New York state lawmakers last week voted to decriminalize small amounts of marijuana and expunge thousands of low-level charges — but exactly how that process will work is hazy.
The bill would eliminate criminal charges for possession of less than two ounces of marijuana, reducing offenses to non-criminal violations. The measure also would slash fines and clear records on low-level pot convictions.
Gov. Andrew Cuomo says he supports the proposal. After the Legislature sends the bill to the governor, he has 10 days to sign or veto it.
‘A New World for New York’
The weed rollback will be new territory for the state’s court system, which would be charged with expunging a huge amount of records and alerting law enforcement officials of the vacated convictions.
A full estimate of how many records would have to be expunged hasn’t been determined, according to the state’s Department of Criminal Justice Services.
New York’s court system doesn’t currently have a method for expunging criminal records — and the undertaking will require a “very involved legal process,” Lucian Chalfen, a spokesperson with the Office of Court Administration told THE CITY.
“We are talking about hundreds of thousands, if not millions, of criminal records to be removed from our database,” Chaflen said.
Expunging records would be a “new world for New York,” said Phil Nash, an attorney at Long Island-based Collins Gann McCloskey & Barry who serves on the New York State Bar Association’s Sealing Committee, which deals with closed records and expungements.
The Legislature’s proposal “directs that a lot of things to be done and it’s going to take time to go through,” Nash said.
Illinois, which became the 11th state to legalize marijuana earlier this week, plans to expunge the criminal records of roughly 800,000 people who were charged for purchasing or possessing 30 grams of marijuana or less.
Mandate to Spread the Word
New York’s four-page bill, which has wide-ranging consequences for several state and city agencies, might require some tweaks, observers say.
The bill directs the Office of Court Administration and Department of Criminal Justice Services to spread the word “through its website, public service announcements and other means, in multiple languages and through multiple outlets.”
People need to know about plans for automatic expungement of certain past convictions, how to seek a vacated record and “the impact of such changes on such person’s criminal history records,” the bill states.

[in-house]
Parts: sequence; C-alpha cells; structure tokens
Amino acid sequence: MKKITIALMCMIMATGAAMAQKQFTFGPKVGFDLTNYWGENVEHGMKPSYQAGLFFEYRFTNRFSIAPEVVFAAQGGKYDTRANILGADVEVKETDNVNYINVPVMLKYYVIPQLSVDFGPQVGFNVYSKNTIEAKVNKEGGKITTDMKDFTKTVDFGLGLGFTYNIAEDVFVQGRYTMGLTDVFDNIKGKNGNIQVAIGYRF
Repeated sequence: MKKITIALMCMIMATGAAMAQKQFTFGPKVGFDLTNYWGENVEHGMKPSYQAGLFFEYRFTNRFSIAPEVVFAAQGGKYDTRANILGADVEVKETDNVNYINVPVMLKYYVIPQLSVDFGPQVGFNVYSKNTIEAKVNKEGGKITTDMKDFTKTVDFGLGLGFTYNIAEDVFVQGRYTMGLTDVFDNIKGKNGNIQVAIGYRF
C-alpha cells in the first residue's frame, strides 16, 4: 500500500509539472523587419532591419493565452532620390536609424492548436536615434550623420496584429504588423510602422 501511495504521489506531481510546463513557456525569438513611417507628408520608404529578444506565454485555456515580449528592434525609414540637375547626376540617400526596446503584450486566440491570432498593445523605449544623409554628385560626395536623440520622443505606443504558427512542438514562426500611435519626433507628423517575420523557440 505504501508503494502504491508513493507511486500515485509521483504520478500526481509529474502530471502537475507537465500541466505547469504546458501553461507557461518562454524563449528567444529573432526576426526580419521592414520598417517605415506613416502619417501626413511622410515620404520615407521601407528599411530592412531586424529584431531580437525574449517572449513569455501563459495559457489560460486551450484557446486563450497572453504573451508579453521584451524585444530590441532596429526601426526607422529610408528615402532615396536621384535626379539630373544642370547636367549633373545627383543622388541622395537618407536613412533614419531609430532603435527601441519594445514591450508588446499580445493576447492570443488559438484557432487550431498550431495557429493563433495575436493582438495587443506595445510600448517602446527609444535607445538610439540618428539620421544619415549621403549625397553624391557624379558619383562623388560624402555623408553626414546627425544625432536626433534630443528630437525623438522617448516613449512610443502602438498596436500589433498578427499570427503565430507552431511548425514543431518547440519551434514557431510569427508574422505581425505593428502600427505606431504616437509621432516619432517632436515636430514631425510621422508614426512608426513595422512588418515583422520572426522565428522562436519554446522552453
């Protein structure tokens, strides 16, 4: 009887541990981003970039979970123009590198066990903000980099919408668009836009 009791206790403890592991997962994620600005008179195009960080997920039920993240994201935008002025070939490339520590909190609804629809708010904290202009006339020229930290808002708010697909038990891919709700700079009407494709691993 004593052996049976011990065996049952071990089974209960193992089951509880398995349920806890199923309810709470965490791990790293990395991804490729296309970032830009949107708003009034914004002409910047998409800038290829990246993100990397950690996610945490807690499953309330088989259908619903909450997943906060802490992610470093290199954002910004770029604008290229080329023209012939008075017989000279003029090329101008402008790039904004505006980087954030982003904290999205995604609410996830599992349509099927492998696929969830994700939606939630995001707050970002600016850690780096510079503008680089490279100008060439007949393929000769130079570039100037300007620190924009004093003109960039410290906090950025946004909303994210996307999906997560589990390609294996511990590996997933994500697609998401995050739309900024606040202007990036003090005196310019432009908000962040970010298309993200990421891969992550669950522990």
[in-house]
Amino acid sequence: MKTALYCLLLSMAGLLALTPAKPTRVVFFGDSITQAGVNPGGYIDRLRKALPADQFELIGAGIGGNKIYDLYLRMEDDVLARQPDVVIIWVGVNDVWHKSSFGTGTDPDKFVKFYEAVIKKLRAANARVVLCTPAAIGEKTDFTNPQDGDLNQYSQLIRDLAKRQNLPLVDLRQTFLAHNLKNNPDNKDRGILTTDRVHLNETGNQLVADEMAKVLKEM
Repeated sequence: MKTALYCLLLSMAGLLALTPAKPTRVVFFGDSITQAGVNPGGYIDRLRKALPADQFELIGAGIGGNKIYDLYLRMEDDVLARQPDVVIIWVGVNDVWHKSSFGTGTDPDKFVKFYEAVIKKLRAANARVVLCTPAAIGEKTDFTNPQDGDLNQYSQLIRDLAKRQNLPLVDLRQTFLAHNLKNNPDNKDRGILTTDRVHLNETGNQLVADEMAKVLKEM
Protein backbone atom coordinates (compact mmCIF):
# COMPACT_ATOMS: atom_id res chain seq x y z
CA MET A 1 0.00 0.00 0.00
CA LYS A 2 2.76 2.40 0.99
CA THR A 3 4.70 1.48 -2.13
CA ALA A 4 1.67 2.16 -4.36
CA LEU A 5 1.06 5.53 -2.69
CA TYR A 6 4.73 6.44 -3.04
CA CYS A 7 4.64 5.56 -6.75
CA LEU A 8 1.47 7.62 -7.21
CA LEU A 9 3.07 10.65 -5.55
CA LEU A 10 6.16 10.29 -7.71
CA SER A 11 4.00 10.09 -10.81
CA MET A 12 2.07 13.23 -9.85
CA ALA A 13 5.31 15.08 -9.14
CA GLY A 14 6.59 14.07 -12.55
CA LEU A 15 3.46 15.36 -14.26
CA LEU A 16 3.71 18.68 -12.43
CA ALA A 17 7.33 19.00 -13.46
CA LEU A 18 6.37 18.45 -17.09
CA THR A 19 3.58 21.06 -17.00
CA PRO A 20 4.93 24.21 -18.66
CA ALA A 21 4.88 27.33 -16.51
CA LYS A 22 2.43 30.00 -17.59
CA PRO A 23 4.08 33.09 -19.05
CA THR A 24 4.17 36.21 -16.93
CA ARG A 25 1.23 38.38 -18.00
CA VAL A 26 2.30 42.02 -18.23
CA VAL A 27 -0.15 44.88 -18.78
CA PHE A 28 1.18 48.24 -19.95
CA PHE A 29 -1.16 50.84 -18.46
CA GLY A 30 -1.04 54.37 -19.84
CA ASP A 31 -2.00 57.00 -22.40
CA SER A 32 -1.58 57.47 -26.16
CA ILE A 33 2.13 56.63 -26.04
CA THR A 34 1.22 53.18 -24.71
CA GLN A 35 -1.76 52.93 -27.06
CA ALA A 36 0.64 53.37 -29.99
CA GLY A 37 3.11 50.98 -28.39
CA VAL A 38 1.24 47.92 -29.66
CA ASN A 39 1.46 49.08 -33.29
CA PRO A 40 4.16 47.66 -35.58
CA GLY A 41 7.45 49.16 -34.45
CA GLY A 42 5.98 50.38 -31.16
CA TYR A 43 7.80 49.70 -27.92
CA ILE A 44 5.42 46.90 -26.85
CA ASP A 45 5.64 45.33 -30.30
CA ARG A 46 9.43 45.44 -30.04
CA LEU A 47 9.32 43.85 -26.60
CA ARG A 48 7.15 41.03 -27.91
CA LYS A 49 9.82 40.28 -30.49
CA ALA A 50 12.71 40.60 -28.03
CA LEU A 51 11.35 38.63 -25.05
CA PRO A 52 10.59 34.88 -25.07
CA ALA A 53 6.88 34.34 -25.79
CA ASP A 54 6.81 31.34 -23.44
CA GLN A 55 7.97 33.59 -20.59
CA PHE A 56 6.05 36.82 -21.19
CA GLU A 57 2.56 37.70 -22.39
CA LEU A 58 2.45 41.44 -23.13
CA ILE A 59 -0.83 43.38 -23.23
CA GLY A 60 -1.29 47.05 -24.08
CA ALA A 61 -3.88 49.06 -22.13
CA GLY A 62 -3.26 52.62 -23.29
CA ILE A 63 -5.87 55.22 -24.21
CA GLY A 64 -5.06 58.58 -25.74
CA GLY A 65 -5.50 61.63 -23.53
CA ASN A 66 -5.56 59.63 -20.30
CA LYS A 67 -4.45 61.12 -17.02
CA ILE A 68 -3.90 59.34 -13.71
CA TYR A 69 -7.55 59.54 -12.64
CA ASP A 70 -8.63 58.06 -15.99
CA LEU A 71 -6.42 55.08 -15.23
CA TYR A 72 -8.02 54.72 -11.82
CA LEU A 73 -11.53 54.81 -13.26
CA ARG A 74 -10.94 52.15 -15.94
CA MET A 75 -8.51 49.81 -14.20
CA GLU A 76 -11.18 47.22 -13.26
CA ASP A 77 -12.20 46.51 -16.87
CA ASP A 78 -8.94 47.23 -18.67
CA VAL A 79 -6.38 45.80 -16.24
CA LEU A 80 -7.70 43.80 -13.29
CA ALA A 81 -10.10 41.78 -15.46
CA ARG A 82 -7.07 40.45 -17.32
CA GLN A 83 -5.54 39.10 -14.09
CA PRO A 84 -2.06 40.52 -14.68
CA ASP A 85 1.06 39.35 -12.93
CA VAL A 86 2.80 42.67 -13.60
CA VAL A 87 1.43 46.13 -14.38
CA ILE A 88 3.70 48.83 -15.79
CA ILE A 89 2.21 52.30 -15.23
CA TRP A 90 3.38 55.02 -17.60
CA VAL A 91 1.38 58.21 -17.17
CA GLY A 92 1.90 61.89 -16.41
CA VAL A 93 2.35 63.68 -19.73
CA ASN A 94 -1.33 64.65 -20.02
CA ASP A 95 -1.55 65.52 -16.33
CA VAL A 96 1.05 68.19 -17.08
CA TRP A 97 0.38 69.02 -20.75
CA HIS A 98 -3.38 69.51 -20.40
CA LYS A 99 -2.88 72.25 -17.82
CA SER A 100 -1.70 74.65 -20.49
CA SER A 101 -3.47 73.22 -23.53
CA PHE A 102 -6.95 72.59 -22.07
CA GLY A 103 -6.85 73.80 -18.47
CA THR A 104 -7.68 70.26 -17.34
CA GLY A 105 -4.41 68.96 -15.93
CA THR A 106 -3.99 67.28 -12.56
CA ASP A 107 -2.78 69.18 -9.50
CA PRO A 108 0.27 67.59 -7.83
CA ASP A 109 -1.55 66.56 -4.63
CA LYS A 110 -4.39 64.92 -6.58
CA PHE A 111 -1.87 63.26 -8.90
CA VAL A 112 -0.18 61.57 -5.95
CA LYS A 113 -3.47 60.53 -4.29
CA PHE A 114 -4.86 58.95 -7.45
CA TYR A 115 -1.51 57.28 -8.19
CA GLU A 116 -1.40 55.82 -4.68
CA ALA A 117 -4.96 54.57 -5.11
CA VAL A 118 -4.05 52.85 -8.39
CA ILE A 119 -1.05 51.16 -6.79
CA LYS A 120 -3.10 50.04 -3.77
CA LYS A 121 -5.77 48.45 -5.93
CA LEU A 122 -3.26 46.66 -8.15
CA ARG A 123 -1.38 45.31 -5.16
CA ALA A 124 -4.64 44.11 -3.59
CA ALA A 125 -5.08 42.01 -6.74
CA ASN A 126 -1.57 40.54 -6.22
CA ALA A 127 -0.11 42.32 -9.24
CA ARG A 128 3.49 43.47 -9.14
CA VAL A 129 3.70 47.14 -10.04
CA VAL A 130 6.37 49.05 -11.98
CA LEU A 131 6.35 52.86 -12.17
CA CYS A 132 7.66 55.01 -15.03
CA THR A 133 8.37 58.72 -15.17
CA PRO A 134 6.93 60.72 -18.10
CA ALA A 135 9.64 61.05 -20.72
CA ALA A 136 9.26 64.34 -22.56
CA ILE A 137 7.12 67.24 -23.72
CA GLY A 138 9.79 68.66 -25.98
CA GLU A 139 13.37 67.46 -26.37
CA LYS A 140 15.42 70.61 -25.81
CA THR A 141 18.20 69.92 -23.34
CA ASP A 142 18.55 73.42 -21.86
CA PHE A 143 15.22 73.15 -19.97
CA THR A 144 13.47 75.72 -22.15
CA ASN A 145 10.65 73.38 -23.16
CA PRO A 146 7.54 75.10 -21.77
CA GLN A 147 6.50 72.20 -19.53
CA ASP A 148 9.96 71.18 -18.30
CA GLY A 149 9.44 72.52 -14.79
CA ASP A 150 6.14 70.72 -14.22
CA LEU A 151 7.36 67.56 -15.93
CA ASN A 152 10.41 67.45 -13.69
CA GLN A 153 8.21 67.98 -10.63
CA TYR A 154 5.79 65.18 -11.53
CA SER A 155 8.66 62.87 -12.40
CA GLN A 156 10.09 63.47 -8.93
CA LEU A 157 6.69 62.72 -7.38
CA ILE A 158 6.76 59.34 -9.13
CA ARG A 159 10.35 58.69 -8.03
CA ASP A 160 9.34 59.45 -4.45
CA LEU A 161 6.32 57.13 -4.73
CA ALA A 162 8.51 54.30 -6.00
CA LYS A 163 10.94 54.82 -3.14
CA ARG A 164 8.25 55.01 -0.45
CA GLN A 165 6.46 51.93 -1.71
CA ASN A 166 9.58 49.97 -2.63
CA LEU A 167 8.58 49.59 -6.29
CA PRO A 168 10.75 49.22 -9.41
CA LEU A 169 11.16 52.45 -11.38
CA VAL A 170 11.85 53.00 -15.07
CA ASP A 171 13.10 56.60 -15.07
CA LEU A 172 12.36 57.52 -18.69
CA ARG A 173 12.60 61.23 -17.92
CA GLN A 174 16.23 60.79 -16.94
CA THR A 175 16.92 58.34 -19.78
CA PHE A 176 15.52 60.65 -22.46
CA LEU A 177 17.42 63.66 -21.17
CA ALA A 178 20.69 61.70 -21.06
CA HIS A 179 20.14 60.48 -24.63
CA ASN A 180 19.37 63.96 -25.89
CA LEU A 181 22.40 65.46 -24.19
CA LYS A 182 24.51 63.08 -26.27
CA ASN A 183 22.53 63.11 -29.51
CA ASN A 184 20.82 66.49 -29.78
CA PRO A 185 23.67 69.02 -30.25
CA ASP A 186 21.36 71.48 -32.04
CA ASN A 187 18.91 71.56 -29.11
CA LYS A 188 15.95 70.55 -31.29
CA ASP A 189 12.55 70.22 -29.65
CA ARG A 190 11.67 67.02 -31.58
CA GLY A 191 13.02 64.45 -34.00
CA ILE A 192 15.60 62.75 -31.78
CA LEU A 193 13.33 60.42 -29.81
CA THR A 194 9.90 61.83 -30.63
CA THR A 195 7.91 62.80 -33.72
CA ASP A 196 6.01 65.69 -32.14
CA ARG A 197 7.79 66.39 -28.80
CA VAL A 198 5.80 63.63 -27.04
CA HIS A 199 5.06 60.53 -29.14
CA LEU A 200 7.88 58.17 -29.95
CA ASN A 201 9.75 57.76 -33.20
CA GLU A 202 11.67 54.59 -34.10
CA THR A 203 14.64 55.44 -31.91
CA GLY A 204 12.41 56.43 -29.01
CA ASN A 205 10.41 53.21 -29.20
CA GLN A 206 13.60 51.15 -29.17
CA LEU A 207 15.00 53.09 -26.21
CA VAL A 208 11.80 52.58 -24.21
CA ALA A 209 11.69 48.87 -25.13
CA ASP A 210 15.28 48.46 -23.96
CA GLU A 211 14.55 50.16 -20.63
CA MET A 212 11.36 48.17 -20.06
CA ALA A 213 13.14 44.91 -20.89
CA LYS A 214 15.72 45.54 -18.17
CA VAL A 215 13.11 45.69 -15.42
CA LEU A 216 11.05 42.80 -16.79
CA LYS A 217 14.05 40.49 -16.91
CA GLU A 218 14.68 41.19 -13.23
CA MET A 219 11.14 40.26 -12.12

The Department of Criminal Justice Services is “reviewing the legislation and will implement a plan that addresses all of the agency’s new responsibilities,” a spokesperson said.
Repercussions Remain for Immigrants
Meanwhile, federal immigration officials will still be able to use prior marijuana convictions against a person applying to become a United States resident, said Marie Mark, an attorney with the Immigrant Defense Project.
“Let’s say I’m undocumented and I’m applying for a green card. For that person, if they have a prior marijuana conviction, they’re not eligible for a green card,” Mark said.
An individual who has a record for low-level marijuana possession will have that record marked as expunged, under the Legislature’s measure. But the record will still exist unless the individual or their lawyer makes a written request to destroy it.
Mark suggested that people in immigration proceedings should not asked to have their conviction records destroyed — because that makes it harder for them to get those convictions vacated by the courts.
“My burden is to provide Immigration with evidence of the outcome of every arrest,” Mark said. “So even if the arrest is expunged, I have to show what happened because Immigration has its own definition of what a conviction is.”
In an effort to address possible immigration issues, Assemblymember Crystal Peoples-Stokes (D-Buffalo) and Sen. Jamaal Bailey (D-Bronx), who sponsored the decriminalization and expungement proposal, also introduced a bill that would allow courts to vacate low-level marijuana convictions. Neither lawmaker responded to requests for comment.
Housing and Child Welfare Risks
Aside from the potential immigration issues that could arise, smoking or possessing marijuana can still land you in trouble if you live in federally subsidized public housing, said Emma Goodman, a staff attorney with Legal Aid.
Marijuana use may be grounds for eviction, since pot is still illegal under federal law. Prior pot use also can be invoked to deny a New York City Housing Authority application.
But exactly how NYCHA will respond to decriminalization of marijuana in New York State remains to be seen. A spokesperson for the agency would only say that NYCHA is subject to the regulations of the federal Department of Housing and Urban Development, which views weed as a controlled substance.
Goodman also noted that drug use by parents still can result in children being removed from a home.
The Administration for Children’s Services says it only removes children when it’s believed they are at imminent risk of serious harm.
“Just like alcohol use, child protection teams assess the impact of marijuana use on parents’ ability to care for and keep children safe. Marijuana use in and of itself does not and would not lead to a removal of a child,” said Marisa Kaufman, an ACS spokesperson.
(This story has been updated to clarify the bill approval process.)
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